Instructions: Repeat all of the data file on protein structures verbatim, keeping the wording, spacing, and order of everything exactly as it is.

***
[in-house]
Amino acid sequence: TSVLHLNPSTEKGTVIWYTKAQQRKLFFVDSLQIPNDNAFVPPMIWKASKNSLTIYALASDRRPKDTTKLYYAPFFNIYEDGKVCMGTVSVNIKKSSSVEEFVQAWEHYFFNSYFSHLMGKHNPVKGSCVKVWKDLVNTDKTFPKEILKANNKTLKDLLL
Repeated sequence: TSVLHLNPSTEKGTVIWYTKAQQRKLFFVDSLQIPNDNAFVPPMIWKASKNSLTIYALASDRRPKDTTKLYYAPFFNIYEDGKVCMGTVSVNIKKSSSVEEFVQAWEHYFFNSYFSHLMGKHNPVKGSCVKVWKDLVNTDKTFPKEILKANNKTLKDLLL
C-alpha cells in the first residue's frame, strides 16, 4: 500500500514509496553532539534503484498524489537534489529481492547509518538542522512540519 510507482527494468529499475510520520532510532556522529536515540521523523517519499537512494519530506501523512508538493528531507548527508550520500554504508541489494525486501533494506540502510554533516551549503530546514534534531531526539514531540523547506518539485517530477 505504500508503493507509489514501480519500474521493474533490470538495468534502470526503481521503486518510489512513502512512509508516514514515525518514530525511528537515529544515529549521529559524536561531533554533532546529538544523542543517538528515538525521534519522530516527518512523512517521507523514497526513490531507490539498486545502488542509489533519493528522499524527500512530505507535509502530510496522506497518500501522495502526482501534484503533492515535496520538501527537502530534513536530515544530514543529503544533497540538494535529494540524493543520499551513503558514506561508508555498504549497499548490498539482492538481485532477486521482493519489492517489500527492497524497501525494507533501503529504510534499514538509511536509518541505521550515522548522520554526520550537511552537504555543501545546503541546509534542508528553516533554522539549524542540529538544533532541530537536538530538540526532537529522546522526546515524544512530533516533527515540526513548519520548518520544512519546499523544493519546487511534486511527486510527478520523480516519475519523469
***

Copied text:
[in-house]
Amino acid sequence: TSVLHLNPSTEKGTVIWYTKAQQRKLFFVDSLQIPNDNAFVPPMIWKASKNSLTIYALASDRRPKDTTKLYYAPFFNIYEDGKVCMGTVSVNIKKSSSVEEFVQAWEHYFFNSYFSHLMGKHNPVKGSCVKVWKDLVNTDKTFPKEILKANNKTLKDLLL
Repeated sequence: TSVLHLNPSTEKGTVIWYTKAQQRKLFFVDSLQIPNDNAFVPPMIWKASKNSLTIYALASDRRPKDTTKLYYAPFFNIYEDGKVCMGTVSVNIKKSSSVEEFVQAWEHYFFNSYFSHLMGKHNPVKGSCVKVWKDLVNTDKTFPKEILKANNKTLKDLLL
C-alpha cells in the first residue's frame, strides 16, 4: 500500500514509496553532539534503484498524489537534489529481492547509518538542522512540519 510507482527494468529499475510520520532510532556522529536515540521523523517519499537512494519530506501523512508538493528531507548527508550520500554504508541489494525486501533494506540502510554533516551549503530546514534534531531526539514531540523547506518539485517530477 505504500508503493507509489514501480519500474521493474533490470538495468534502470526503481521503486518510489512513502512512509508516514514515525518514530525511528537515529544515529549521529559524536561531533554533532546529538544523542543517538528515538525521534519522530516527518512523512517521507523514497526513490531507490539498486545502488542509489533519493528522499524527500512530505507535509502530510496522506497518500501522495502526482501534484503533492515535496520538501527537502530534513536530515544530514543529503544533497540538494535529494540524493543520499551513503558514506561508508555498504549497499548490498539482492538481485532477486521482493519489492517489500527492497524497501525494507533501503529504510534499514538509511536509518541505521550515522548522520554526520550537511552537504555543501545546503541546509534542508528553516533554522539549524542540529538544533532541530537536538530538540526532537529522546522526546515524544512530533516533527515540526513548519520548518520544512519546499523544493519546487511534486511527486510527478520523480516519475519523469